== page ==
SSIR recently published an article stating that social enterprise does not work enough in a collaborative, political or systemic way that engenders real social change. The article’s authors challenge social enterprise and supportive funders to re-think their support of social enterprise development. In the non-profit world, where funding tends to be a zero-sum game, this throws down the gauntlet indeed.
So, to start off, I find ‘holy grail’ perspectives to be tiring. We lurch from one panacea to the other, looking for a magic bullet to solve our social problems. Funding either tries to lead or follow these trends, and funds lurch around, causing instability in the sector. Social enterprise is still fairly new in its current approach; it adds another tool to the toolbox of social change that organizations can use to help create employment, economic development, additional streams of revenue and/or solve an issue that currently the private market doesn’t solve but could within a non-profit structure.
Social enterprise doesn’t solve everything, but what it does solve, it has the potential to play its part really well and create significant impact. It seems like the author’s are taking an ‘either/or’ approach rather than ‘yes/and’.
It is evident that the authors of this article are approaching this topic from an academic perspective—a ‘wouldn’t it be great if’ view of the world and social change. I am curious as to whether they have operated a non-profit or social enterprise, or have led any of the social movements they list.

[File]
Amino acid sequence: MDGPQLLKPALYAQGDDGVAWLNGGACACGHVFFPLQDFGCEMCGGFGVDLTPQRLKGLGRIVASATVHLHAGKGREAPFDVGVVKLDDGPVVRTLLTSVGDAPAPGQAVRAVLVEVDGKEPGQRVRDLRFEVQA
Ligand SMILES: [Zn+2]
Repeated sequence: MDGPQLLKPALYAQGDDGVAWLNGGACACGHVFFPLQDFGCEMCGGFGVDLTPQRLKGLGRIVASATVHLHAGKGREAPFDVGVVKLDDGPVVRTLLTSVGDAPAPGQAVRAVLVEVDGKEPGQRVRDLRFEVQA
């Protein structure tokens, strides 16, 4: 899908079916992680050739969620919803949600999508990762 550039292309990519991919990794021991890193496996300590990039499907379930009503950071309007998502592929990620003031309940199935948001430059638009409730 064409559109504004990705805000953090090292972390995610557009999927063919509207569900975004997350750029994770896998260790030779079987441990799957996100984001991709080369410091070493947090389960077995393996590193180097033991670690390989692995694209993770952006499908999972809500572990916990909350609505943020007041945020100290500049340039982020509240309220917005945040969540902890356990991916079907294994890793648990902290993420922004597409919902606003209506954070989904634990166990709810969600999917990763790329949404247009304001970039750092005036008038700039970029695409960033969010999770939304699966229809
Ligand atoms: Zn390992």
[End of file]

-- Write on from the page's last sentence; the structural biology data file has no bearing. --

It is very easy to say what non-profits should or shouldn’t do, or assume the reasons why—we face this from academics and funders all the time. Once in and operating a non-profit or try to lead a social change movement, and the ‘should’s’ fade quickly as reality makes itself known. Here is what is specifically problematic about this article:
- The myth of the solo social entrepreneur is so very past its prime. No one creates change on their own, and no business entrepreneur succeeds on its own. Ashoka knows this and getting recognition for their incredible work helps provide inspiration to others as well as gives the energy to keep going.
- The second point just seems strange to me… such black and white thinking. Entrepreneurial thinking and acting compliments systems thinking and acting, which compliments person-centered thinking and acting, and so on. This is not either/or but building full toolbox with many different options for creating change.
- Social enterprise is not grounded in a desire to minimize government’s role. Government has decreased its funding and interventions, leaving the non-profit and social enterprise sector left holding the bag. In the chasm that exists between need and resources, non-profits have worked to build bridges. Social enterprise is an important plank of this bridge. If government wants to reinstate its funding levels and change their policies and approaches to effectively address huge systemic issues… fantastic. Call me when that happens and I will take a loooong holiday and rejoice. However, to address the other point in this paragraph, governments tend to be slow moving, political and bureaucratic. It is harder for them to test and innovate—they are better as systems and scaling actors. Social enterprise sometimes can demonstrate a better way to do things, that then can be adopted and create systems change.